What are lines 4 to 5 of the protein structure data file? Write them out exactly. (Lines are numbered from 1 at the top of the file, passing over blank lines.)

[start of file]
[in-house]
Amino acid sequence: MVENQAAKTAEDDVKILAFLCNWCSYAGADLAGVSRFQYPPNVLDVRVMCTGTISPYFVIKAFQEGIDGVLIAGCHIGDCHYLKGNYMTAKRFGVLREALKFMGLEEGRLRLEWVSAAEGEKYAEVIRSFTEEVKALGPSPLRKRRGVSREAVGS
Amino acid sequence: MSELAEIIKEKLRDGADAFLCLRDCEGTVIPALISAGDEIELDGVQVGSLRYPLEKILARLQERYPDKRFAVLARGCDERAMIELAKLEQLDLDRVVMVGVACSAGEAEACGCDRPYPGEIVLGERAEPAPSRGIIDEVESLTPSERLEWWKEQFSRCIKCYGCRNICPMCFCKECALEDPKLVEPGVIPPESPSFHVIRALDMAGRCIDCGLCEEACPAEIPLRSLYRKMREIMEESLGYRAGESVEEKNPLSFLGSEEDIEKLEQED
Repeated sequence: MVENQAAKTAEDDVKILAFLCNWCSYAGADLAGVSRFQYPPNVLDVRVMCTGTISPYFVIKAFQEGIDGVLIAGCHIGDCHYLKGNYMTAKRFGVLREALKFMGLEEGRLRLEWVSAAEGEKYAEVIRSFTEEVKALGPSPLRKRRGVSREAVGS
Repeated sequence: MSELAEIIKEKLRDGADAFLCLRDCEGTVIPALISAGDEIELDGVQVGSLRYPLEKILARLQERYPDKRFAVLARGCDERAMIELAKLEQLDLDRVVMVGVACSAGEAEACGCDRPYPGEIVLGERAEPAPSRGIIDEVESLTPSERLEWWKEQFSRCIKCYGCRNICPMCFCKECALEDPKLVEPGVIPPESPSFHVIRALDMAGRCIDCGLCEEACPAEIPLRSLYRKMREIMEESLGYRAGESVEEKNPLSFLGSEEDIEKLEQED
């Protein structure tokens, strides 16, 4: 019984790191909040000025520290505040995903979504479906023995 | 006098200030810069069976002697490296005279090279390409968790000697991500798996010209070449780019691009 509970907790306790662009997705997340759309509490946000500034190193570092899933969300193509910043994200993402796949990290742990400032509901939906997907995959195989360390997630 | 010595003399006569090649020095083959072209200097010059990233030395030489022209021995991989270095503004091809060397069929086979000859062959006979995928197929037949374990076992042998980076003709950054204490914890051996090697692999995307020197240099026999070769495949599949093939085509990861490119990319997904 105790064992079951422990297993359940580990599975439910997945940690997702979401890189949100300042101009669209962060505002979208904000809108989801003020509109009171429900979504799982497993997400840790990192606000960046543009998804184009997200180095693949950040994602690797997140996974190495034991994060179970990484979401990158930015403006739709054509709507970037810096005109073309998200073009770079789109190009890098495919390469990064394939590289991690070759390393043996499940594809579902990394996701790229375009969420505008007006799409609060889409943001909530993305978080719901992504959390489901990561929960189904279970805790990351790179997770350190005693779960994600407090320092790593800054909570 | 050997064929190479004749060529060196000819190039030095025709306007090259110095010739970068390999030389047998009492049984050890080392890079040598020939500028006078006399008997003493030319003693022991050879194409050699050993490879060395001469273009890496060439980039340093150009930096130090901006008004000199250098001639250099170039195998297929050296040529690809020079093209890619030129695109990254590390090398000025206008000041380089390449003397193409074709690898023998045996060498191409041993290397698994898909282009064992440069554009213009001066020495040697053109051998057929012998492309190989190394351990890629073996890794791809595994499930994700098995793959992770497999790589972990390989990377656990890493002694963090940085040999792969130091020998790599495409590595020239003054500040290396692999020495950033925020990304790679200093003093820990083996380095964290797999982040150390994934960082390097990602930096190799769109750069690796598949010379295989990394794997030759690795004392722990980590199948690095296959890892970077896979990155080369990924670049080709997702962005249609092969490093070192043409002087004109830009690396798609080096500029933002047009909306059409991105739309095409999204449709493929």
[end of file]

Repeated sequence: MVENQAAKTAEDDVKILAFLCNWCSYAGADLAGVSRFQYPPNVLDVRVMCTGTISPYFVIKAFQEGIDGVLIAGCHIGDCHYLKGNYMTAKRFGVLREALKFMGLEEGRLRLEWVSAAEGEKYAEVIRSFTEEVKALGPSPLRKRRGVSREAVGS
Repeated sequence: MSELAEIIKEKLRDGADAFLCLRDCEGTVIPALISAGDEIELDGVQVGSLRYPLEKILARLQERYPDKRFAVLARGCDERAMIELAKLEQLDLDRVVMVGVACSAGEAEACGCDRPYPGEIVLGERAEPAPSRGIIDEVESLTPSERLEWWKEQFSRCIKCYGCRNICPMCFCKECALEDPKLVEPGVIPPESPSFHVIRALDMAGRCIDCGLCEEACPAEIPLRSLYRKMREIMEESLGYRAGESVEEKNPLSFLGSEEDIEKLEQED